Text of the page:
With last month’s news of Holden delivering zero vehicles in the month of January, it would seem the last nail has been driven home for the once iconic Aussie badge.
While those last remaining Holdens were being rolled out of dealers’ showrooms, the priceless collection of the factory’s most significant vehicles was being dispersed to motoring museums around the country.
|Australia's first Holden, the 48-215 (supplied)|
From the very first Holden produced in 1948 to the very last Australian-made Holden, the VF Commodore SS Redline, the entire collection of 80 vehicles and 30 engines can now be seen at 12 museums and collections in every mainland state. (see full list)
|Priceless concept cars, the 1969 Hurricane (R) and 1970's Torana GTR-X which came tantalisingly close to production (R Eime)|
The lion’s share (like the pun?) of the collection, 18 cars and two engines, has gone to the National Motor Museum in Birdwood, a short scenic drive east of Adelaide. These latest editions bolster the already substantial collection of Australian cars on permanent display at Birdwood.
“There has been considerable speculation with regards to what was going to happen to these iconic pieces of automotive heritage, and I’m pleased to reveal we are displaying our vehicle collection in Australia. We have never thought about sending it overseas,” said Mark Ebolo, Managing Director for GM Australia and New Zealand in a release prior to the launch.
|Every boy wanted a Sandman|
While the current arrangements are for a loan, It is hoped that this can be made permanent and an advisory committee has been convened to discuss the future of this valuable collection.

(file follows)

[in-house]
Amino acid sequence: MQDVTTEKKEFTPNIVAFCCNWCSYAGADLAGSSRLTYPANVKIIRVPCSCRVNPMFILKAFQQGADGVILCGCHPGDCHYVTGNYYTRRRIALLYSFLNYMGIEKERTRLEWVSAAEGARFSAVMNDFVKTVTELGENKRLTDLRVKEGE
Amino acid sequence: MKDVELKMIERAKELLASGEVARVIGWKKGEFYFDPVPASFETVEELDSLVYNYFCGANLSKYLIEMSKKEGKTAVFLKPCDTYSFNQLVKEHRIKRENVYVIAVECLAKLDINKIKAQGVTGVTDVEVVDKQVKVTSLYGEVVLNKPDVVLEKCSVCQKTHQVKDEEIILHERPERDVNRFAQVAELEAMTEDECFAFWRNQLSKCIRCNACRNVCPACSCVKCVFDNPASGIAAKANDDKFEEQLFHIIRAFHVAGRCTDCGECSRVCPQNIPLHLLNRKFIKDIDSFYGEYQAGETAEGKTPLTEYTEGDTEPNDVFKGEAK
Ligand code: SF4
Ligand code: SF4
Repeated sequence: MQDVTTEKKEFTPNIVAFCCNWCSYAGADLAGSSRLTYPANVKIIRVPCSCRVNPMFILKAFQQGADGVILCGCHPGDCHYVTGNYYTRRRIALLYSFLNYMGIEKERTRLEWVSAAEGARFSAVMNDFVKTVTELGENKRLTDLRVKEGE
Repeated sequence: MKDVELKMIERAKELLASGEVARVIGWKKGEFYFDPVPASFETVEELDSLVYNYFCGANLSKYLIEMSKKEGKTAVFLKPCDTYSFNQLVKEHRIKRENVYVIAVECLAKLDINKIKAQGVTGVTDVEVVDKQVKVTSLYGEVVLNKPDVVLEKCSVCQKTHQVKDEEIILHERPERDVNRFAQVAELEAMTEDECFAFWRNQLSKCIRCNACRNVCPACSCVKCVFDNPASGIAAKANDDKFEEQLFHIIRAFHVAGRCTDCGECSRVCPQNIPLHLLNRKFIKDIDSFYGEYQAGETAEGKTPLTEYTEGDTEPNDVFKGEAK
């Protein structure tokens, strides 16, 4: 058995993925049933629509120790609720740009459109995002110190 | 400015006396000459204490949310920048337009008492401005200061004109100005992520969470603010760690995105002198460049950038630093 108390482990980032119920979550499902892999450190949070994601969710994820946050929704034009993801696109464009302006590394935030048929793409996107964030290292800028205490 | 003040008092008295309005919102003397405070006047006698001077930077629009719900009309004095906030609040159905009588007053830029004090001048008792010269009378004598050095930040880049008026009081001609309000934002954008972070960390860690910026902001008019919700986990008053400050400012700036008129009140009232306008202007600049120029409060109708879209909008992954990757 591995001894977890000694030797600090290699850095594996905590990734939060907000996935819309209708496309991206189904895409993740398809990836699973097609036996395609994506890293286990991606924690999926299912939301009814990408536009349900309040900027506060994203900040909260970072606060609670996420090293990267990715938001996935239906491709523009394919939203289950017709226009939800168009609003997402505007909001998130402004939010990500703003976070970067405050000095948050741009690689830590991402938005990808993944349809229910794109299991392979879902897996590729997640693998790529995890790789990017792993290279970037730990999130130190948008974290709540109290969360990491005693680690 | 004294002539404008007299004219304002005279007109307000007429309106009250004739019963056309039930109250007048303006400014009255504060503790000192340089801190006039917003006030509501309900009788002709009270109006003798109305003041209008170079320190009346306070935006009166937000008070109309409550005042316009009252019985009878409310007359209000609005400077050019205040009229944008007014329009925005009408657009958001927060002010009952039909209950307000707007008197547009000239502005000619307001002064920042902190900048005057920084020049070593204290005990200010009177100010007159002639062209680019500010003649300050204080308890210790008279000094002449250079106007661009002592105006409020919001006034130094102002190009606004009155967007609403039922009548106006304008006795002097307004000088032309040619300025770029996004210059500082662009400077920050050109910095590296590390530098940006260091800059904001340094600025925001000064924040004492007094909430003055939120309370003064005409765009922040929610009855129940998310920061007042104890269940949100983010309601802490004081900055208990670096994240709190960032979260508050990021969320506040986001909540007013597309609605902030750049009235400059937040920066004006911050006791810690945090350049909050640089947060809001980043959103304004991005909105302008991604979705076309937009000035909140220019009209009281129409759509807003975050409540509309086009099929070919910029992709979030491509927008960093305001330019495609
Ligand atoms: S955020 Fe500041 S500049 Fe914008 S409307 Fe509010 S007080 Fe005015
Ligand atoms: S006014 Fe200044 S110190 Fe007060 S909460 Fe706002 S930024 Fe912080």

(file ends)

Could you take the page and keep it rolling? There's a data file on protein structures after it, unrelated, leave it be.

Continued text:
While visiting Birdwood this week, I was able to speak with Mick Bolognese, the senior curator of the museum who gave me a great deal of background to the display which he modestly refers to as the greatest collection of Holden vehicles anywhere in the world.
Pride of place is reserved for a genuinely priceless Holden and 2007 concept car of the year, the 480kW Efijy, well known to Holden fans everywhere and built to celebrate Holden’s 50th anniversary. Mick tells me offers in excess of $15million were turned down for this vehicle. Lord only knows what its value is these days. And he’s not telling.
|The Monaro that could have been, 2008's $2.5million Coupe-60 was a 6.0L 275kW beast. (R Eime)|
GMH cognoscenti might argue that Torana concepts GT-X and Hurricane could exceed that value. Oh, what a delicious argument to have. And yes, you can see them all together in one space.
While you’re there, ogle the remaining 400 vehicles, including motorcycles, racing cars, movie stunt cars, buses and trucks. Play the free Sega games and relive many of the great tales from Australia’s motoring past.
|The museum's extensive collection contains 400 vehicles of all types. (R Eime)|
Many of the vehicles have been donated or bequeathed. You might wonder why anyone would give away a very valuable vehicle. Well, I asked Mick that very question.
“There are actually very considerable tax breaks available for anyone donating to the museum,” said Mick, “so if anyone has an F1 car with an Adelaide history, or maybe an Elfin, we’d love to talk to you.”
For more information on the National Motor Museum visit motor.history.sa.gov.au
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